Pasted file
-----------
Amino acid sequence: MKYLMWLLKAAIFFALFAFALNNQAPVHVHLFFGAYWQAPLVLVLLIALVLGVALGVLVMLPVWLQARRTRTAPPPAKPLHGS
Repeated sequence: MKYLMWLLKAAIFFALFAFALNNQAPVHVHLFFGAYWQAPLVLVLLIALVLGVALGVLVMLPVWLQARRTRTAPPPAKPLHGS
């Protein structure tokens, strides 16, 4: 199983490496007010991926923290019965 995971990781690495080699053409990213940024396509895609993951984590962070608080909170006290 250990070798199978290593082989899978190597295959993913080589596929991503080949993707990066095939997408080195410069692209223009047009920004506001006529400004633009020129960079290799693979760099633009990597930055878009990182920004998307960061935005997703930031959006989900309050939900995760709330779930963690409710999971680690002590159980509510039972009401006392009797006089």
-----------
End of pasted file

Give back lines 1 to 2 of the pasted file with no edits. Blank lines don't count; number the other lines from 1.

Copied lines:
Amino acid sequence: MKYLMWLLKAAIFFALFAFALNNQAPVHVHLFFGAYWQAPLVLVLLIALVLGVALGVLVMLPVWLQARRTRTAPPPAKPLHGS
Repeated sequence: MKYLMWLLKAAIFFALFAFALNNQAPVHVHLFFGAYWQAPLVLVLLIALVLGVALGVLVMLPVWLQARRTRTAPPPAKPLHGS